6. Smother the top baloney 100% with a thin, but full, covering of mustard.
7. Take the bread from the bottom, and put it on top.
8. Squeeze the sandwich evenly.

BTW for this, I prefer french's yellow mustard. My mother insisted on slicing, but I ate it any way with regard to that.

BTW That is the FIRST time I wrote down my EIGHT step baloney sandwich. YIKES! Still, the eight steps are simple and downright boring. I never skimped, but they are obvious and serve a purpose. I really just like baloney best with mustard.

BTW For TUNAFISH, I sliced up celery, and mixed it and mayonaise with the tunafish to taste. Slather on about half an inch on top of two slices of bread, and flip the bottom one over the tunafish on the other.

And YEAH, I STILL make them that way.



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30 Apr 2008, 10:22 pm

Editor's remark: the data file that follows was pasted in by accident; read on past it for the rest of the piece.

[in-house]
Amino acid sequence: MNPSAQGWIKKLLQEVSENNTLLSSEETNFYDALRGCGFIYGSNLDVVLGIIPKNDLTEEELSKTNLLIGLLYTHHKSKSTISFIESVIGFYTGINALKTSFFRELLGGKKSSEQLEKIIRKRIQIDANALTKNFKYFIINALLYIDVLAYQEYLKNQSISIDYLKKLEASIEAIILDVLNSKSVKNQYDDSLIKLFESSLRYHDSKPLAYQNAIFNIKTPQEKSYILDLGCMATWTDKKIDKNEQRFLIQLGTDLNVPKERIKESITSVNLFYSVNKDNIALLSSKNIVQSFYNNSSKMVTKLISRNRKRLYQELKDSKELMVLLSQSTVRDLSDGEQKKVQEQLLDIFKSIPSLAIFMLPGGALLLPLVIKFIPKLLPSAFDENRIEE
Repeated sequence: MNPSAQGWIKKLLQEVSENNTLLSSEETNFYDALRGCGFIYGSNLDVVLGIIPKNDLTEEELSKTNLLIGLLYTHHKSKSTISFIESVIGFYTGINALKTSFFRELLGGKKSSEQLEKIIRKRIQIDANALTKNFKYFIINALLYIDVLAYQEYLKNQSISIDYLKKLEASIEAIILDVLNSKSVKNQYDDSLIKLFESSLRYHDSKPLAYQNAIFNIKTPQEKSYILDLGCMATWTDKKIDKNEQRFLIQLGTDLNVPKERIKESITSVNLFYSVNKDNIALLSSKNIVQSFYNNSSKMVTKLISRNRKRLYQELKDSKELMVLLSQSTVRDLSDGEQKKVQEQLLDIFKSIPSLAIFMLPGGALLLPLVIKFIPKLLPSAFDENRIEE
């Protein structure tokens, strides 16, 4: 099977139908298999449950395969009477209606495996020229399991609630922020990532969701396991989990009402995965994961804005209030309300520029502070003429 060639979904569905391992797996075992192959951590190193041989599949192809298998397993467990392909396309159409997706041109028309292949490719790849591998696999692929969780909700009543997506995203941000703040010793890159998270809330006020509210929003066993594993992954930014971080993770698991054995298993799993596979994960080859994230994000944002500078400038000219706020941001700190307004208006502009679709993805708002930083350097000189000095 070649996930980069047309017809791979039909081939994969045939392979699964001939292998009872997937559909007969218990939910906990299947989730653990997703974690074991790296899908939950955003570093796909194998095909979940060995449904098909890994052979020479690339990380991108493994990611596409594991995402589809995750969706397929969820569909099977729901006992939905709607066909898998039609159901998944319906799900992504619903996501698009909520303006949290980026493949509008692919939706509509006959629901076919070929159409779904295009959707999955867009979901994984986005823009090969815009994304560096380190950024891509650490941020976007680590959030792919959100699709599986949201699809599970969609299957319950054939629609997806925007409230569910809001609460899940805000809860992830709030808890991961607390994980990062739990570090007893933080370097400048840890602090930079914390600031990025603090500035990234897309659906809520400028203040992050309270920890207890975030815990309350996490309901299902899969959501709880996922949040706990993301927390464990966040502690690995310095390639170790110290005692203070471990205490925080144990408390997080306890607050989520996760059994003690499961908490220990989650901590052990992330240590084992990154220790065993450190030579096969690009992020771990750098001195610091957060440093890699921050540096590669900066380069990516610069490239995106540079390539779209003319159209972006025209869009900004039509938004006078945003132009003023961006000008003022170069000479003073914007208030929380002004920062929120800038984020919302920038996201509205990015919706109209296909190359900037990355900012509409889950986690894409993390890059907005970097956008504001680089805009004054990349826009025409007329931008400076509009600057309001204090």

Danielismyname,

When I was younger, I would look at a piece of steak and grunt and moan until my mom would cut it up, deliberately cutting off all the fat, because it sickened me, and producing little bite size morsels for my little belly. So many years after she broke down and wouldn't cut my steak for me anymore, I'd take the unsavory portion and stick it under a rug, or in an ornamental shelf. Man oh man was she pissed the day she found my collection of uneaten meat. Total scare-o-rama. 8O

Thought you'd enjoy.



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30 Apr 2008, 10:32 pm

Averick wrote:
Danielismyname,